The Victorian government has revealed that 11 stillbirths and newborn deaths at a Bacchus Marsh hospital could potentially have been avoided, following the latest review into baby deaths at the health service provider.
Late last year the heartbreaking details of the deaths of seven babies at Djerriwarrh Health Services were made public, amid revelations the tragedies could have been avoided. This morning, Victorian Health Minister Jill Hennessy outlined the details of the latest review into baby deaths at the facility since 2001. It revealed that of the 26 neonatal and stillbirths at the centre between 2001 and 2012, four were potentially avoidable. That’s in addition to the seven that were previously found to be avoidable between 2013 and 2014.
“This brings the total number of stillbirth and newborn deaths at Djerriwarrh Health Services from 2001 until today to 38 deaths, of which 11 were potentially avoidable due to failures at Djerriwarrh Health Services,” Ms Hennessy said in a press conference earlier today. “This is 11 lives lost that could potentially have been avoidable. I extend my deepest condolences to the women and their families involved.”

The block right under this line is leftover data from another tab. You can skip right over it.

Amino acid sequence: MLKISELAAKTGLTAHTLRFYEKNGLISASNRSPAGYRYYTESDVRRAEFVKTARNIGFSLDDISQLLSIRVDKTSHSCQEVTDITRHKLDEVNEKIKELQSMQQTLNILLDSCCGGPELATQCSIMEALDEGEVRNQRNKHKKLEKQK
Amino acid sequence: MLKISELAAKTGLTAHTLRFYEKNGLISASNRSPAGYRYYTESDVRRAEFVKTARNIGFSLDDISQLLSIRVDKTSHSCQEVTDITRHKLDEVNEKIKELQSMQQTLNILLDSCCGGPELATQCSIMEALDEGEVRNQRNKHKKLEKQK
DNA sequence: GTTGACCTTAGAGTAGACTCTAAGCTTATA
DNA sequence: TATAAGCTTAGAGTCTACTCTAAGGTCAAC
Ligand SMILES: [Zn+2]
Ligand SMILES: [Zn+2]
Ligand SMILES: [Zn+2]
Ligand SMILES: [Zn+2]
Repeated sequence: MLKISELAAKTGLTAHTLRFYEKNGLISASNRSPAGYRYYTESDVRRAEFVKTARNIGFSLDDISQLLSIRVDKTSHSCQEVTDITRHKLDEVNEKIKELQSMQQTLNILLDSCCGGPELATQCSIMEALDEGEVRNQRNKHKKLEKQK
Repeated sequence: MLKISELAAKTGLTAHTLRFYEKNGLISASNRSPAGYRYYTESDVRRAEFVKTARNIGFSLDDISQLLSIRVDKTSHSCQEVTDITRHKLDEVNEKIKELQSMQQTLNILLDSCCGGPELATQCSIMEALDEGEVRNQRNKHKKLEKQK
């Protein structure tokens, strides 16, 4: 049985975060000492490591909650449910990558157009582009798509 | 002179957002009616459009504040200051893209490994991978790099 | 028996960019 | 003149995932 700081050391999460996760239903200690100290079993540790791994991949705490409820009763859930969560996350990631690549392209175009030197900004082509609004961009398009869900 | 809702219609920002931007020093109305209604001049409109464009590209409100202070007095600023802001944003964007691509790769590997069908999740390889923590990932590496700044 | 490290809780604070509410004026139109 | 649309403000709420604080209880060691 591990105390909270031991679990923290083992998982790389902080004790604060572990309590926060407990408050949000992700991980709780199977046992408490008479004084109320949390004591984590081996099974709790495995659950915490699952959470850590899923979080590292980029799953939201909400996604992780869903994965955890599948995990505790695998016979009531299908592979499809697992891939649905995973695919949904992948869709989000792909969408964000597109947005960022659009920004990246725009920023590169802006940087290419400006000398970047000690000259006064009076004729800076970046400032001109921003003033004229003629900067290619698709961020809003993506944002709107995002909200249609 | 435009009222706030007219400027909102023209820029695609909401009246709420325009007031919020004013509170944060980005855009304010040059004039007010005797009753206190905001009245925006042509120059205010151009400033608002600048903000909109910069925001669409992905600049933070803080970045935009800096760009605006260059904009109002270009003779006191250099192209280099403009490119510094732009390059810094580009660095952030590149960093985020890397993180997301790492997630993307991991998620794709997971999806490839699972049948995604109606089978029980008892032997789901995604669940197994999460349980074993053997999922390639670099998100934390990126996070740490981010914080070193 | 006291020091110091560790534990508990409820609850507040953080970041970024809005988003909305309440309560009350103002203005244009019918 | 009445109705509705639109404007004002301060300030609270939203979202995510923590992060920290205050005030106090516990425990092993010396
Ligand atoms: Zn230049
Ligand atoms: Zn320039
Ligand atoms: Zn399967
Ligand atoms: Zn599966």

The distressing findings have prompted the Victorian government to reassure pregnant women who will potentially give birth at the hospital. “We have taken steps to ensure new leadership at both a clinical and governance level at Djerriwarrh, and put in place a series of measures to make the hospital as safe as it can possibly be,” Ms Hennessy explained.
This assurance was echoed by the health service last year in a statement: “We have new leadership, new equipment, new clinical governance and additional training and education for staff. We assure all mothers and their families that the steps we have taken will safeguard reliable and effective maternity services at Djerriwarrh Health Services.”